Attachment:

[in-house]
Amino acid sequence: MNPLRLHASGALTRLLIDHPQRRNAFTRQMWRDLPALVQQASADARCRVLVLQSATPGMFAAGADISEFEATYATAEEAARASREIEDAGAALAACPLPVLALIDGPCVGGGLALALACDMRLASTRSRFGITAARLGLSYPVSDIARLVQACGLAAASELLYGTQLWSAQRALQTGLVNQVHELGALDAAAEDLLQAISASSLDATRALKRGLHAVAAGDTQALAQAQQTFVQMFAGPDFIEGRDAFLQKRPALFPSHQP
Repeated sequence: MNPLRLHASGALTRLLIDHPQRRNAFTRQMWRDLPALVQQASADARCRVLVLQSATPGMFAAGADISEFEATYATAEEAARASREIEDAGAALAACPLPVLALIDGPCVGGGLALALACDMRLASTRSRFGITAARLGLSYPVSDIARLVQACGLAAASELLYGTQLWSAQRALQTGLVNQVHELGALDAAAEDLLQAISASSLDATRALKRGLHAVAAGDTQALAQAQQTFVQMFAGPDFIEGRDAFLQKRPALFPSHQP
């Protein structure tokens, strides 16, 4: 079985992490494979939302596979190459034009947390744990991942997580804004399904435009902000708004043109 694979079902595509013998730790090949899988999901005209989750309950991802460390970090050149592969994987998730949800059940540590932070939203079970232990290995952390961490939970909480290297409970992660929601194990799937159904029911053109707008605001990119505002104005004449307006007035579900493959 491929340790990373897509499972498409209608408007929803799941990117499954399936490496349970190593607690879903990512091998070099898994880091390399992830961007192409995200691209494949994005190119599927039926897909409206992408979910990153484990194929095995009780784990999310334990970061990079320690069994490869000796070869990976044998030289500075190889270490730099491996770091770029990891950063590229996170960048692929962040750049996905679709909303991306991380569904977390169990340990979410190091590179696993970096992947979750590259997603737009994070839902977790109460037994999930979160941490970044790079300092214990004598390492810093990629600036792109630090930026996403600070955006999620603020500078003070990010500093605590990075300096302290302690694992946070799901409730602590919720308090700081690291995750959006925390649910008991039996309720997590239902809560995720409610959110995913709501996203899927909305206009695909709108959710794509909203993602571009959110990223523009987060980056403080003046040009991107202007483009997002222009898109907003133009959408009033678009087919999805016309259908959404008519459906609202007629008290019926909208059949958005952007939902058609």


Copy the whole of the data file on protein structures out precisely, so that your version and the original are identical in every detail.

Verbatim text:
[in-house]
Amino acid sequence: MNPLRLHASGALTRLLIDHPQRRNAFTRQMWRDLPALVQQASADARCRVLVLQSATPGMFAAGADISEFEATYATAEEAARASREIEDAGAALAACPLPVLALIDGPCVGGGLALALACDMRLASTRSRFGITAARLGLSYPVSDIARLVQACGLAAASELLYGTQLWSAQRALQTGLVNQVHELGALDAAAEDLLQAISASSLDATRALKRGLHAVAAGDTQALAQAQQTFVQMFAGPDFIEGRDAFLQKRPALFPSHQP
Repeated sequence: MNPLRLHASGALTRLLIDHPQRRNAFTRQMWRDLPALVQQASADARCRVLVLQSATPGMFAAGADISEFEATYATAEEAARASREIEDAGAALAACPLPVLALIDGPCVGGGLALALACDMRLASTRSRFGITAARLGLSYPVSDIARLVQACGLAAASELLYGTQLWSAQRALQTGLVNQVHELGALDAAAEDLLQAISASSLDATRALKRGLHAVAAGDTQALAQAQQTFVQMFAGPDFIEGRDAFLQKRPALFPSHQP
């Protein structure tokens, strides 16, 4: 079985992490494979939302596979190459034009947390744990991942997580804004399904435009902000708004043109 694979079902595509013998730790090949899988999901005209989750309950991802460390970090050149592969994987998730949800059940540590932070939203079970232990290995952390961490939970909480290297409970992660929601194990799937159904029911053109707008605001990119505002104005004449307006007035579900493959 491929340790990373897509499972498409209608408007929803799941990117499954399936490496349970190593607690879903990512091998070099898994880091390399992830961007192409995200691209494949994005190119599927039926897909409206992408979910990153484990194929095995009780784990999310334990970061990079320690069994490869000796070869990976044998030289500075190889270490730099491996770091770029990891950063590229996170960048692929962040750049996905679709909303991306991380569904977390169990340990979410190091590179696993970096992947979750590259997603737009994070839902977790109460037994999930979160941490970044790079300092214990004598390492810093990629600036792109630090930026996403600070955006999620603020500078003070990010500093605590990075300096302290302690694992946070799901409730602590919720308090700081690291995750959006925390649910008991039996309720997590239902809560995720409610959110995913709501996203899927909305206009695909709108959710794509909203993602571009959110990223523009987060980056403080003046040009991107202007483009997002222009898109907003133009959408009033678009087919999805016309259908959404008519459906609202007629008290019926909208059949958005952007939902058609």